Monday, July 18, 2011

Before I Go to Sleep ~ S.J. Watson review

Before I Go to Sleep
June 14, 2011
368 pages

S.J. Watson's debut Before I Go to Sleep is a novel about forgetting, but one you won't soon forget. Main character Christine wakes up every day not knowing who she is, where she is, or who the man sleeping in bed beside her is. She wakes expecting to be in her early twenties (or younger) when, in reality, she's nearing fifty. The lines on her face and hands surprise her every time.

Each night when Christine goes to sleep her memory is erased, reset; and each morning her husband, Ben, has to explain their life to her once again.

After a violent accident years ago left her with amnesia, Christine is unable to remember things from day to day, leaving her entirely dependent on her husband.

At her doctor's encouragement she starts a journal, writing down the day's events in a hope it will help jog her memory. But it's the words Christine finds on that journal one day, "Don't trust Ben," that leave both her and the reader guessing.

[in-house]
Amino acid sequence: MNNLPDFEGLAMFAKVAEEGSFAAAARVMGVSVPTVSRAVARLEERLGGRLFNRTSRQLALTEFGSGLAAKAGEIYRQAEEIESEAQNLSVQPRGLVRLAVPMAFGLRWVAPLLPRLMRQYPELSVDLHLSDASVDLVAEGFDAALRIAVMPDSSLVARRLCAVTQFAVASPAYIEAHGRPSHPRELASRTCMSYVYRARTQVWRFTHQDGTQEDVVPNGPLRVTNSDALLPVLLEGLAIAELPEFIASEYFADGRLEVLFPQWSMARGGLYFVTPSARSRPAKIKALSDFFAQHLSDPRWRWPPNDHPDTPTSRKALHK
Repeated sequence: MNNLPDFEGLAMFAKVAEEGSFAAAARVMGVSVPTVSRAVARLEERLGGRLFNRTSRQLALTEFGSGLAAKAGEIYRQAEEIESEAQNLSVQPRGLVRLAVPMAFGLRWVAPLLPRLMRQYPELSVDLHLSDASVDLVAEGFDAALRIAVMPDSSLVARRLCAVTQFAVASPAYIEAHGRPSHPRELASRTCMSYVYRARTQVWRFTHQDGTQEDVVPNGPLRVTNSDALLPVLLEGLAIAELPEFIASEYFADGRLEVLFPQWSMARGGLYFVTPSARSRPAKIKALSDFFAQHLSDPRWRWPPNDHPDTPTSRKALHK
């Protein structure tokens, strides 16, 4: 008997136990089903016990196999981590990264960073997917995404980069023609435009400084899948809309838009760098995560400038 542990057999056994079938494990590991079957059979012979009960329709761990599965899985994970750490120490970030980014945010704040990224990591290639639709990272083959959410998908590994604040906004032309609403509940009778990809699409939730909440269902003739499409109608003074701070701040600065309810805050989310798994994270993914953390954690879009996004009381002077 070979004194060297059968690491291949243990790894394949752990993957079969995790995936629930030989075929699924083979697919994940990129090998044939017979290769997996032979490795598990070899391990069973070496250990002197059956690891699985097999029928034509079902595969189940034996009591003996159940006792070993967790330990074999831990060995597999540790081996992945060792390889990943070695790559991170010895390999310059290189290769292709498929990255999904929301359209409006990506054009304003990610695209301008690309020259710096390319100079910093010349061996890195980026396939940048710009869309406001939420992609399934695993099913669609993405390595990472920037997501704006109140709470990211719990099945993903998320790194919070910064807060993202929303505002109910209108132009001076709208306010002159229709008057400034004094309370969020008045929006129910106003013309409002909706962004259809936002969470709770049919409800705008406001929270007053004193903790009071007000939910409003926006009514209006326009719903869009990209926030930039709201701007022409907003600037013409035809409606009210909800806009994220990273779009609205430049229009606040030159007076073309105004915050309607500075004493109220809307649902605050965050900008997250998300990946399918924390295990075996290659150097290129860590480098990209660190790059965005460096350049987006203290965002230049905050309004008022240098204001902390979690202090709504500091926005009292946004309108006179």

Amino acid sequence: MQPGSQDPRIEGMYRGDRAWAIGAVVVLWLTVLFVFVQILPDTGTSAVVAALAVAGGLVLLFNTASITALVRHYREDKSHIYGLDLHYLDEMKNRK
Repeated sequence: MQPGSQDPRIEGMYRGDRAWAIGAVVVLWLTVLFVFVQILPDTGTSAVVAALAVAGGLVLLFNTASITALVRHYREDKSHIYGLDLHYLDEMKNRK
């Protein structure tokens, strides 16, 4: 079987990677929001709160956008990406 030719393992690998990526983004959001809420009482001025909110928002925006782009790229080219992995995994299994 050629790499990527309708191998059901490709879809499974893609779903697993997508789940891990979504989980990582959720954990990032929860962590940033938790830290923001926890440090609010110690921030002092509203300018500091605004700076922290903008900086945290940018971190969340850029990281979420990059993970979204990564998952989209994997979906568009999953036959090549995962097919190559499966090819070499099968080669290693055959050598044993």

Can Ben really be trusted? Can Christine's transcription of events? Is everything that happened to Christine as it's been portrayed? Is everyone as they seem?

What has happened to her memory . . . and will it ever return?

Before I Go to Sleep is a novel full of twists and turns. It starts off being an interesting tale of a woman who cannot remember her life and gradually yearns more and more to have it back (sort of the grown up cousin to Forgotten) and then becomes more of a psychological thriller. The reader is left guessing just how much there really is to this story that at first could have seemed so simple (simple but strange).

The last big twist is one readers might figure out themselves a bit before it's revealed but that will only add to the suspense as you wait for the events to ultimately unfold.

Before I Go to Sleep is a novel you will, likely, want others to read if only so you can discuss with them what they thought of it or ask them questions about certain parts--it's not a talk about it novel.

It is also an adult novel. For YA readers: Mostly due to the general plot and content but also to a few instances in language/scenes of sex. There's also some coarse language - but probably less than most YA novels.

I will be looking for more from S.J. Watson in the future.


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